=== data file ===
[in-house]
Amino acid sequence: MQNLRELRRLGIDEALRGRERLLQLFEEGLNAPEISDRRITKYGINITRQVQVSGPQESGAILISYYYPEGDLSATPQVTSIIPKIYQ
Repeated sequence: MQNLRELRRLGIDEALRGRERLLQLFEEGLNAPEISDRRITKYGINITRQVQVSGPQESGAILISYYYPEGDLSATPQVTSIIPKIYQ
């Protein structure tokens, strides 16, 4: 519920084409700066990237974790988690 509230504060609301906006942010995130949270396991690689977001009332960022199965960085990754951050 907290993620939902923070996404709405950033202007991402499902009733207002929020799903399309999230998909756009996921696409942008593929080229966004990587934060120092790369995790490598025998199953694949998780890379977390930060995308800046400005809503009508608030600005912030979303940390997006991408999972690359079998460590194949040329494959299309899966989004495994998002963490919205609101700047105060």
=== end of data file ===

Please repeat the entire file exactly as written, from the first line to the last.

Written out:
[in-house]
Amino acid sequence: MQNLRELRRLGIDEALRGRERLLQLFEEGLNAPEISDRRITKYGINITRQVQVSGPQESGAILISYYYPEGDLSATPQVTSIIPKIYQ
Repeated sequence: MQNLRELRRLGIDEALRGRERLLQLFEEGLNAPEISDRRITKYGINITRQVQVSGPQESGAILISYYYPEGDLSATPQVTSIIPKIYQ
């Protein structure tokens, strides 16, 4: 519920084409700066990237974790988690 509230504060609301906006942010995130949270396991690689977001009332960022199965960085990754951050 907290993620939902923070996404709405950033202007991402499902009733207002929020799903399309999230998909756009996921696409942008593929080229966004990587934060120092790369995790490598025998199953694949998780890379977390930060995308800046400005809503009508608030600005912030979303940390997006991408999972690359079998460590194949040329494959299309899966989004495994998002963490919205609101700047105060």